The economy in Mexico wobbled at the time. Work was plentiful in Northwest Iowa for Martha and Andres Perez, who worked in the packing plant, then at local farms, then for a Sioux Center industry for a decade before settling back to handle cattle and hogs for a farm outside Orange City, where Andres currently works.

The couple had another daughter while living in Iowa. All three girls were educated in Sioux County. Martha earned a 3.8 grade-point average before graduating from Boyden-Hull High School in 2005.

And while she had a Social Security number for education purposes only, young Martha couldn't qualify for financial aid beyond academic and music scholarships. She didn't even have a driver's license, an outcome of being unable to produce a birth certificate required to take driver's education courses. At age 16, she recalled, an officer pulled her over for having an expired license plate. Upon learning Martha didn't have a license, the officer drove her home and gave her a warning.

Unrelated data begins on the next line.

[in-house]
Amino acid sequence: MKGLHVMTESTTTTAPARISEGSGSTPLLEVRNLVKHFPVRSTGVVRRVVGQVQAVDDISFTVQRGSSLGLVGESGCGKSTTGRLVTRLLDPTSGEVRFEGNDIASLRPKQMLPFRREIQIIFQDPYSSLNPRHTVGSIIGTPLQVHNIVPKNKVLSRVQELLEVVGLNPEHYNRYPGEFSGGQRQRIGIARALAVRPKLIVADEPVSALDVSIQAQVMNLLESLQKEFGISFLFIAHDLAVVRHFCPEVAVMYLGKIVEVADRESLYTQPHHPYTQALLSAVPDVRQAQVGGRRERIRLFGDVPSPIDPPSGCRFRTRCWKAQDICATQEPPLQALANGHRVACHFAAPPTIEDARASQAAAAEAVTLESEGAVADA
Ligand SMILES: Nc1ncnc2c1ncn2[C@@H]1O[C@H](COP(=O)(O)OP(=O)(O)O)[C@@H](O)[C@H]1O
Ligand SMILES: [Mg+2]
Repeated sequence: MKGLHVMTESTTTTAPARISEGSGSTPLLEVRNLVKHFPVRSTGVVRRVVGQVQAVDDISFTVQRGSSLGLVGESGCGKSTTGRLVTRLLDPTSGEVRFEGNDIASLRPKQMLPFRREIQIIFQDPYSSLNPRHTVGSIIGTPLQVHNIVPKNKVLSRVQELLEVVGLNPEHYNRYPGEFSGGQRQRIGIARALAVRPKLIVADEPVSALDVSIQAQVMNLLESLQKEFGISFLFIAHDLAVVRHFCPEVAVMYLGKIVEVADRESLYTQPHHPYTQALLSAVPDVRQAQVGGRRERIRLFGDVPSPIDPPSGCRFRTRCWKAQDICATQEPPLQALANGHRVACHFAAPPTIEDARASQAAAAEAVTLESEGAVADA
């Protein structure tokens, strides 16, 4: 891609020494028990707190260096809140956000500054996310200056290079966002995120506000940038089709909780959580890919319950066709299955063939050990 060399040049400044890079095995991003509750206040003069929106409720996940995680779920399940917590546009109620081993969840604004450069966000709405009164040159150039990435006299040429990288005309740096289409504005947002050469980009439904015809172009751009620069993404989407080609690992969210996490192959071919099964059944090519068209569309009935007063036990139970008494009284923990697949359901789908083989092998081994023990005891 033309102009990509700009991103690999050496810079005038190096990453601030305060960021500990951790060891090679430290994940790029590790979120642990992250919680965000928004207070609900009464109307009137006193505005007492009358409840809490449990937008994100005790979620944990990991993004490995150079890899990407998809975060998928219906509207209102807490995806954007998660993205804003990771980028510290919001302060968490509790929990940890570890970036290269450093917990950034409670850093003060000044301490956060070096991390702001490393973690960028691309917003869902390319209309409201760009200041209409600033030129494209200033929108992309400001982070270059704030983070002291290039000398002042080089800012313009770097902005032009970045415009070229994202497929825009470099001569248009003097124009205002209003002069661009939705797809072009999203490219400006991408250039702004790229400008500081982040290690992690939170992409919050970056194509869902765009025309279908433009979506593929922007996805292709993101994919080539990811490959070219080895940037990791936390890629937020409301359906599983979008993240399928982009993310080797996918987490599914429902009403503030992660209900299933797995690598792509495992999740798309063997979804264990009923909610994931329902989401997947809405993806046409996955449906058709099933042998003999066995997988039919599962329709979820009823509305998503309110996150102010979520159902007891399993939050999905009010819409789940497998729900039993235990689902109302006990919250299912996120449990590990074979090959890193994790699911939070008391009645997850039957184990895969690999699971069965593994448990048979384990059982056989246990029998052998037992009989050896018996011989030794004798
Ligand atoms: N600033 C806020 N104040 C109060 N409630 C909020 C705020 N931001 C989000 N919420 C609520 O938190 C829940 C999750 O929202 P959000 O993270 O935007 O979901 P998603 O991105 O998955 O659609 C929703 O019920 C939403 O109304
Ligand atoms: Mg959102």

Tim Hynds, Sioux City Journal 

Mark DeYounge, Northwestern's dean of Christian formation, hugs Martha Draayer after she spoke on Tuesday at Christ Chapel on the Northwestern College campus in Orange City, Iowa.

Prompted by an admissions counselor, Northwestern College officials met with Martha and her parents and they took a chance on the Comet graduate. She majored in psychology and K-12 education and minored in Spanish. She didn't earn a major in Spanish because she would have been required to study abroad. Knowing she couldn't travel outside the U.S. -- and have assurance of returning -- she settled for a minor. It's the same reason she eschewed the chance to participate in NWC music groups, as bands and choirs often travel to perform outside the U.S.

As a junior at Northwestern in 2007, Martha wed Dan Draayer, a U.S. citizen who works as produce manager for Fareway in Sioux Center. The newlyweds embarked on the naturalization process immediately, one that took the couple back to Mexico for a meeting before the U.S. Consulate in Martha's hometown, Ciudad Juarez.